At the ground-level, vehicle sensors are becoming increasingly common, with a number of different public and private sector organizations undertaking vehicle drive-by imaging and mapping surveys. These projects are being completed for a wide range of applications, including asset management, 3D city modelling, street canyon imaging and utility surveys. In addition, drive-by surveys are used as data sources for global on-line mapping, imaging and navigation platforms.

Static and Backpack Imaging is another emerging trend in ground-based imaging. The emergence of backpack-mounted imaging systems and static camera options has been brought about by the requirement to image and texture 3D city models, provide imagery context for indoor spaces and support for floor plan mapping.

Unmanned Vehicle Systems and Drones

Definition: Unmanned Vehicle Systems are vehicles that are either controlled remotely or operate autonomously, by sensing their environment and navigating including without human  intervention.

Currently, there are three areas of major geospatial interest relating to drones. First, drones are being used as an aerial platform for EO and mapping projects. Second, they are being used as delivery systems for the delivery of lightweight packages, postal services and medicines. In recent times drones are being developed to carry and transport passengers within urban areas.

Drones are also increasingly being used to support the monitoring and inspection of the condition of energy distribution assets and networks. In this, drones are leveraging Computer Vision to recognize images of infrastructural assets, using deep networks and convolutional neural networks to identify different types of faults and anomalies.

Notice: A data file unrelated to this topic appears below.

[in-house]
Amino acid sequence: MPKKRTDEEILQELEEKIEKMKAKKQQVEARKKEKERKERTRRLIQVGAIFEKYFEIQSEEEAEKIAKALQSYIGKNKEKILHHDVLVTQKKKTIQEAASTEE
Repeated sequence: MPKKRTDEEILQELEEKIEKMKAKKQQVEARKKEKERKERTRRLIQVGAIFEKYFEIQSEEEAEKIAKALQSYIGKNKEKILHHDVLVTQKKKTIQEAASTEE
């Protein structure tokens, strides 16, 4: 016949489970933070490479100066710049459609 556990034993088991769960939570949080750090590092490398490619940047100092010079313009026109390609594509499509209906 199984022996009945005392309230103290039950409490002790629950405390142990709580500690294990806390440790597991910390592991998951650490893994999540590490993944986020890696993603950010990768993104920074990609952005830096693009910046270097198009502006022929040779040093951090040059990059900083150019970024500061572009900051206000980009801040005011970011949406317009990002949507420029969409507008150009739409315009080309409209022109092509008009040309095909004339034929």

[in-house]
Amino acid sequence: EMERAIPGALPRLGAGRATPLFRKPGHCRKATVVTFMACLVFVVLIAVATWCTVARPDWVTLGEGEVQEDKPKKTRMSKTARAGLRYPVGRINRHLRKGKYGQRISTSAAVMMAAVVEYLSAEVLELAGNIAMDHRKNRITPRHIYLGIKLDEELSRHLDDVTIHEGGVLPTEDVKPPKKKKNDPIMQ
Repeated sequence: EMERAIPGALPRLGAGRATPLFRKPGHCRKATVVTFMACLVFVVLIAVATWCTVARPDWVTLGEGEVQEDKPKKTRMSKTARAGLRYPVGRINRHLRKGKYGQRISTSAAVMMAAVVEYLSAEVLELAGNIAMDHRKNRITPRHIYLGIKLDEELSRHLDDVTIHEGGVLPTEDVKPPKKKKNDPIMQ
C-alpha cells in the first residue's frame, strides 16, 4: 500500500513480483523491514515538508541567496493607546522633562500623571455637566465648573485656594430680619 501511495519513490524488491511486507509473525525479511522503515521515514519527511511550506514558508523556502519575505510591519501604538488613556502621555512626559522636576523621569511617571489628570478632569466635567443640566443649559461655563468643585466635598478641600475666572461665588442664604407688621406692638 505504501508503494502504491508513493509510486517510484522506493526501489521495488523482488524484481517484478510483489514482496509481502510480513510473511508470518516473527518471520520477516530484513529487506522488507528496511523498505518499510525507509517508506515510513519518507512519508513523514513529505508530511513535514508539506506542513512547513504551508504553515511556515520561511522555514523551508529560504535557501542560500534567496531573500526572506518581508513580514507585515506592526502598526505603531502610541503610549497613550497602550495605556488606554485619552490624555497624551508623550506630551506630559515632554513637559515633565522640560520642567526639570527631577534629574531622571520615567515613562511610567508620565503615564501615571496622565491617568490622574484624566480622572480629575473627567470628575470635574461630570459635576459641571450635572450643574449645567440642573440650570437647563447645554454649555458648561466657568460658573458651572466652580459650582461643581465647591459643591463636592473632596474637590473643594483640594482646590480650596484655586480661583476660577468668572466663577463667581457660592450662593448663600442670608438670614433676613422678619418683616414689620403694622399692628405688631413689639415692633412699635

As drones become an integral part of urban environments, they are likely to be more frequently as part of the wider urban traffic management initiatives. Further, research is also underway to develop future Swarm Capabilities in command and control systems. In addition to policing and security, Drone Swarms will become increasingly applied to the monitoring of urban infrastructure.

Over the next decade, we should expect to see the use of drones to extend from EO, mapping and monitoring into the domains of parcel and passenger delivery. For the geospatial community, the primary goal will be to provide first and last mile geospatial reference and navigation data to support these systems. This includes, as a minimum, systems such as geo-awareness, geofencing and GNSS- based locational requirements.

Survey, Measurement and Scanning

Definition: Survey, Measurement and 3D Scanning systems provide the foundation upon which the geospatial ecosystem is built. The report focuses on downstream GNSS chipsets, GIS data capture, 3D scanning hardware, software and value-add services.

These technologies underpin above-ground, underground and indoor positioning systems, in addition to being crucial for enabling numerous emerging technologies, such as Internet of Things, Autonomous Vehicles, Building Information Modelling, Virtual Reality, Artificial Reality and Mixed Reality.

More accurate and precise positioning systems are central to operation of complex sensors systems at scale, such as IoT systems, where connected devices collect and communicate location intelligence by transmitting signals in real-time.